Read a 123-page article about race and IQ by...

IN 1969 I

November 03, 1994|By THEO LIPPMAN JR.

IN 1969 I read a 123-page article about race and IQ by Arthur Jensen, a Ph.D. psychologist, in the Harvard Educational Review.

It was full of jargon and graphs and formulas. It gave me a headache, and I vowed not to read such stuff again for the next 25 years.

My gosh! Is it 1994 already? Yep, and as I began reading about "The Bell Curve" in newspapers and magazines, I feared I was going to have to do my duty once again.

This time it looked as if it would be even worse. Reviews and columns about this hot new book on IQ, class, race, ethnicity and success said that "The Bell Curve" is 845 pages long and its authors are a Ph.D. psychologist (Richard J. Herrnstein) and a Ph.D. political scientist (Charles Murray). Not only that, but Dr. Murray has become a sociologist, and Dr. Herrnstein is dead!

I foresaw tough reading ahead.

Imagine my relief to find that the authors thoughtfully made the book "accessible" to newspaper folk. "We have designed 'The Bell Curve' to be read at several levels [they explain in A Note to the Reader].

"At the simplest level, it is only about thirty pages long. Each chapter except the Introduction and the final two chapters opens with a precis of the main findings and conclusions minus any evidence for them, written in an informal style free of technical terms."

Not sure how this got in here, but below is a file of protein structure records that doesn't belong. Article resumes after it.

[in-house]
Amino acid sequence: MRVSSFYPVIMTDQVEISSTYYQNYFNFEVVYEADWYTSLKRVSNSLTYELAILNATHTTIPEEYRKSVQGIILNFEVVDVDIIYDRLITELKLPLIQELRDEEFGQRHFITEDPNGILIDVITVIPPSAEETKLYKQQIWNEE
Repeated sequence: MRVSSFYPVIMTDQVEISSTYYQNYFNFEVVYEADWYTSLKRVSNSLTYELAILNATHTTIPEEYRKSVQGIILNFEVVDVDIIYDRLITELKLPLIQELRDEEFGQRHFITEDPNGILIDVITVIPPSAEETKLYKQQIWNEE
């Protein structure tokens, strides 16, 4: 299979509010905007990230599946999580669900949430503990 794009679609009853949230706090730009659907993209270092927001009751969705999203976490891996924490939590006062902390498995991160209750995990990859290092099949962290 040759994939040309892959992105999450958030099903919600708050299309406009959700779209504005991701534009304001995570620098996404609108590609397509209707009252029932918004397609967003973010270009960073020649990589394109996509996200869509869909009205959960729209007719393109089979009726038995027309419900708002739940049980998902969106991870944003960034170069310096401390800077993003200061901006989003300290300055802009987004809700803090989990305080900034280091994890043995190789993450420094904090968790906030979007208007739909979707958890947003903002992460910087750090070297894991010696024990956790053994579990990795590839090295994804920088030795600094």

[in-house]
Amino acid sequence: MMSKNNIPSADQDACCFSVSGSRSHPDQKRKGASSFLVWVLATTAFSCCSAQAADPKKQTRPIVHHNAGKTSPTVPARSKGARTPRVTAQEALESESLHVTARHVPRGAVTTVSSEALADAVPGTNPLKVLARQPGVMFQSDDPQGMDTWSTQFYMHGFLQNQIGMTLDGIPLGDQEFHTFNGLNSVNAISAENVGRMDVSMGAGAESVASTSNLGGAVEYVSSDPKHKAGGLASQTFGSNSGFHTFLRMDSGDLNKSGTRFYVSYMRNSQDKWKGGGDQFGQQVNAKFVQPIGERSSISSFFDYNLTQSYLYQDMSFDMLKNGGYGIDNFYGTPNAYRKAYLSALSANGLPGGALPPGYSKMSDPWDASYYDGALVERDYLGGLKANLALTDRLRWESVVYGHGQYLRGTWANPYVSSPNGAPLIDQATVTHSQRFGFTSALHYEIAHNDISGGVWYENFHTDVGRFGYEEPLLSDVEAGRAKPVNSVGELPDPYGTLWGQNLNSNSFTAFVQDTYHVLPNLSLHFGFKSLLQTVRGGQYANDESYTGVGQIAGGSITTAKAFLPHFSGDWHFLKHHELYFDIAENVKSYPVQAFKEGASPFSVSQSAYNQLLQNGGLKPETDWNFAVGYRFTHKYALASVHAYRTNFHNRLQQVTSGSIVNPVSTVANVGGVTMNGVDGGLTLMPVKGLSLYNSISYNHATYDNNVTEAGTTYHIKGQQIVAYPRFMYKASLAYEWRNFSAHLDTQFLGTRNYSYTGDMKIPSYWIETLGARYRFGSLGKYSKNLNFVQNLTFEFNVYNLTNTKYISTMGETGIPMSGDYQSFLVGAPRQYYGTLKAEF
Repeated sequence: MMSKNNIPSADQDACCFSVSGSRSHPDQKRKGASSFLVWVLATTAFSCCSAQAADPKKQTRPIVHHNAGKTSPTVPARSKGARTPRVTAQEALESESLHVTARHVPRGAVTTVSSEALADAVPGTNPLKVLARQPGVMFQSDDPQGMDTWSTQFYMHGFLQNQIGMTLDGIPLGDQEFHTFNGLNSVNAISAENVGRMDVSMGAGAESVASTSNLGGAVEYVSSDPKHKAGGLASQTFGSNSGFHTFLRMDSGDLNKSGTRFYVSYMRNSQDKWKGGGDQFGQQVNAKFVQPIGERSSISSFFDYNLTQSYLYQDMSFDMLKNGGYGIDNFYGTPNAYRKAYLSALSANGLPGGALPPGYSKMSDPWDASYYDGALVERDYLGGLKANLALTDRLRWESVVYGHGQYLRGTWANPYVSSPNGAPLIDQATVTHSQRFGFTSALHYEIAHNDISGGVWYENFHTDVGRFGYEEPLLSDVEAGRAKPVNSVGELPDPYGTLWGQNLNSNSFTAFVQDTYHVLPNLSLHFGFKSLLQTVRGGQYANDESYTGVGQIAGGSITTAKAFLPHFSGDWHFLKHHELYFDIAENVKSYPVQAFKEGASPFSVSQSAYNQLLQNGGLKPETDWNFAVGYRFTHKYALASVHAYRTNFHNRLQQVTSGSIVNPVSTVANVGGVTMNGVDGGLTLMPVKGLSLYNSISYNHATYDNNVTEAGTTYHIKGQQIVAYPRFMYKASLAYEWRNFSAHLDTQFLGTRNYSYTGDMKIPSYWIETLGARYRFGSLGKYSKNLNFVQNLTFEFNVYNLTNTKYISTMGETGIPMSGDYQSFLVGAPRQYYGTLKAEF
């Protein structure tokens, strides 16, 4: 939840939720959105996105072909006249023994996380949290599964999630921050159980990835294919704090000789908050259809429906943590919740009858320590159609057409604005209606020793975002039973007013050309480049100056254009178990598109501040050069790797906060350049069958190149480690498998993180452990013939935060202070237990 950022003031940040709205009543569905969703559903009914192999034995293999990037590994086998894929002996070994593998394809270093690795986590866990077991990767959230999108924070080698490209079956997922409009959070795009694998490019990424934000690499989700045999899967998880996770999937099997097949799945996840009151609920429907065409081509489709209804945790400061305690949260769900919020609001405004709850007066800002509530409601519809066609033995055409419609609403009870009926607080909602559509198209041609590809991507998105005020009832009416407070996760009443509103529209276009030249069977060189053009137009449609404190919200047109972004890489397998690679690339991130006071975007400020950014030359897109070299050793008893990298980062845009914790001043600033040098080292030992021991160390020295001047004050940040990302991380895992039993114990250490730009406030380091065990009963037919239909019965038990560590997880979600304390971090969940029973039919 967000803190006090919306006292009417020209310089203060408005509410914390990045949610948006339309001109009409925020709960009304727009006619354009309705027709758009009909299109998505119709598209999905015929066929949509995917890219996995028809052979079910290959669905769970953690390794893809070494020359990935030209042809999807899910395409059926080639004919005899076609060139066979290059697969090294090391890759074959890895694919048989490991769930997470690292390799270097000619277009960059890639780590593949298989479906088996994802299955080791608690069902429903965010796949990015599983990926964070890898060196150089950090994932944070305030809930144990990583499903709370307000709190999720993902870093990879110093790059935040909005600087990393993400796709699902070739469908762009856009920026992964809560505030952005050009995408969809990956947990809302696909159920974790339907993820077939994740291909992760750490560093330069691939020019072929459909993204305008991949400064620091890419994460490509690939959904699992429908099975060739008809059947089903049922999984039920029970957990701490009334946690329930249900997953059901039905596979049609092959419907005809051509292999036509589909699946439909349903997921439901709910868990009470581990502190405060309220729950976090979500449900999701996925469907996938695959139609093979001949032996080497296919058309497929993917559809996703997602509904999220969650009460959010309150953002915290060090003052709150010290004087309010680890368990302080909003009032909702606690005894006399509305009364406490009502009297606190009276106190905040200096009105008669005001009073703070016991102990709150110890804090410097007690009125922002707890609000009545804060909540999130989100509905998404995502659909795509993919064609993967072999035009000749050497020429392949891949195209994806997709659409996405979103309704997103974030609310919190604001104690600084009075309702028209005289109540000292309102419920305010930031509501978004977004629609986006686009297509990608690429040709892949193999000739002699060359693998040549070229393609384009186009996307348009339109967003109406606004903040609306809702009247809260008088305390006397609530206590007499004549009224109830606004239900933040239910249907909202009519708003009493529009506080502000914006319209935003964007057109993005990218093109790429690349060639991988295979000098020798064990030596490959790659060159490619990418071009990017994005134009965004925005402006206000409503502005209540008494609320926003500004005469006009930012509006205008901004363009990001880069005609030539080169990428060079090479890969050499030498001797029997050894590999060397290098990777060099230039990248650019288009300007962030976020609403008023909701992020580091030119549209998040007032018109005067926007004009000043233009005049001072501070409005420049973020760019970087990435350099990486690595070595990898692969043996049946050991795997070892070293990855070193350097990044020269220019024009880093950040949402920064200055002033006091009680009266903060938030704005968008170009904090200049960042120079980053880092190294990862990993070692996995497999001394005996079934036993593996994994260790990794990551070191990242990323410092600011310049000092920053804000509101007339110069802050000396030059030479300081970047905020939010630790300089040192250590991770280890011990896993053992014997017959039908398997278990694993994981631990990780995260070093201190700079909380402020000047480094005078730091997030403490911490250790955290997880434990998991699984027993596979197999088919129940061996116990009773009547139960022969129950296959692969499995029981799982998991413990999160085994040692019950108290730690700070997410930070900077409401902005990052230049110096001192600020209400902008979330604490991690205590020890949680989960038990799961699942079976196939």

To which I as a journalist say, "Duhhhhhh, tank yuh, tank yuh veruh much." I mean it. I don't understand this stuff. I always thought "regression analysis" was like trying to figure out why you started smoking again. I thought "standard deviation" meant "slightly dirty."

Anyway, after reading the precises, I can now confidently summarize the book for you, Reader:

America has become stratified by IQ. Brainy people are well paid and dumb people aren't. People mate by IQ. IQ is partly inheritable. IQ predicts job productivity. Low IQ causes poverty. And dropping out of school. And chronic unemployment. And illegitimacy. And welfare dependency. And poor parenting. And crime. Dirty fingernails, chewing gum.

East Asians have higher IQs than white Americans. White Americans have higher IQs than black Americans. America's overall IQ is going down. It's hard to raise IQ by much. Head Start doesn't work. But vouchers might. And affirmative action as we know it must end.

Now, of course, I can't tell you about the Introduction and the final two chapters, since they were not summarized, but one line leapt out at me as I flipped those pages:

"A person should not be judged as a member of a group but as an individual." A truism long ignored. Many of America's social problems will disappear when we all act on that. I say that as a white guy who has not been demoralized by the fact that Asians as a group are smarter than we are, nor blinded to the fact that most of the black men and women I've known in journalism and politics over a long career are smarter than I am.

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